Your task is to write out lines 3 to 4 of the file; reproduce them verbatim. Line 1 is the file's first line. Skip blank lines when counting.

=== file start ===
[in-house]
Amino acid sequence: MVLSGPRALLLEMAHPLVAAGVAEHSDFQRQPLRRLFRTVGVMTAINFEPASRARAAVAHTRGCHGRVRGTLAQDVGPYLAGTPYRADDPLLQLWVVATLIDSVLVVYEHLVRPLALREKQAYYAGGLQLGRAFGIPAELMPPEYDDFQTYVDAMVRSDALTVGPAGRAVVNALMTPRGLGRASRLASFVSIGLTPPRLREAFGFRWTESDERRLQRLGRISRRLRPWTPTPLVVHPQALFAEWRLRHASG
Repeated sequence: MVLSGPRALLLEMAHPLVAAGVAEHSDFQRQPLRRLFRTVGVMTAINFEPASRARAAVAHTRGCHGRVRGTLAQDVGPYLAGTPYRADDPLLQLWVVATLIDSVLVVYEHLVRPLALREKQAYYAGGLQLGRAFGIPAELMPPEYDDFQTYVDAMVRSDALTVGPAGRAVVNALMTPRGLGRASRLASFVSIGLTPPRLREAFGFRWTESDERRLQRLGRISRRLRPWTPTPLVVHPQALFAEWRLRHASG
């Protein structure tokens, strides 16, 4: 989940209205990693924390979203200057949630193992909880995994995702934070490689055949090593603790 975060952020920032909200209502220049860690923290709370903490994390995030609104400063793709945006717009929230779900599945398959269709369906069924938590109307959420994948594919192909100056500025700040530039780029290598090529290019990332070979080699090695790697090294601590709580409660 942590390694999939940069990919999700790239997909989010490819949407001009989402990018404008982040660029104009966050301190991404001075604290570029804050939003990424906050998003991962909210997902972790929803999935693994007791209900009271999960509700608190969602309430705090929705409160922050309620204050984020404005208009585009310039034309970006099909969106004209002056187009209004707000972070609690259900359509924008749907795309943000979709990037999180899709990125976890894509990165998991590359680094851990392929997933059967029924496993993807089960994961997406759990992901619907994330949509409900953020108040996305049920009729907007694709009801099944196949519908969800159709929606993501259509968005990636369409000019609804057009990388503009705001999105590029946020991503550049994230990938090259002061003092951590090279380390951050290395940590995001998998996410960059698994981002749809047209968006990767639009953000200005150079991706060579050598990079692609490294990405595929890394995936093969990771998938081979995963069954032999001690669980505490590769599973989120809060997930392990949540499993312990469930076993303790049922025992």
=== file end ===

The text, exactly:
Repeated sequence: MVLSGPRALLLEMAHPLVAAGVAEHSDFQRQPLRRLFRTVGVMTAINFEPASRARAAVAHTRGCHGRVRGTLAQDVGPYLAGTPYRADDPLLQLWVVATLIDSVLVVYEHLVRPLALREKQAYYAGGLQLGRAFGIPAELMPPEYDDFQTYVDAMVRSDALTVGPAGRAVVNALMTPRGLGRASRLASFVSIGLTPPRLREAFGFRWTESDERRLQRLGRISRRLRPWTPTPLVVHPQALFAEWRLRHASG
């Protein structure tokens, strides 16, 4: 989940209205990693924390979203200057949630193992909880995994995702934070490689055949090593603790 975060952020920032909200209502220049860690923290709370903490994390995030609104400063793709945006717009929230779900599945398959269709369906069924938590109307959420994948594919192909100056500025700040530039780029290598090529290019990332070979080699090695790697090294601590709580409660 942590390694999939940069990919999700790239997909989010490819949407001009989402990018404008982040660029104009966050301190991404001075604290570029804050939003990424906050998003991962909210997902972790929803999935693994007791209900009271999960509700608190969602309430705090929705409160922050309620204050984020404005208009585009310039034309970006099909969106004209002056187009209004707000972070609690259900359509924008749907795309943000979709990037999180899709990125976890894509990165998991590359680094851990392929997933059967029924496993993807089960994961997406759990992901619907994330949509409900953020108040996305049920009729907007694709009801099944196949519908969800159709929606993501259509968005990636369409000019609804057009990388503009705001999105590029946020991503550049994230990938090259002061003092951590090279380390951050290395940590995001998998996410960059698994981002749809047209968006990767639009953000200005150079991706060579050598990079692609490294990405595929890394995936093969990771998938081979995963069954032999001690669980505490590769599973989120809060997930392990949540499993312990469930076993303790049922025992």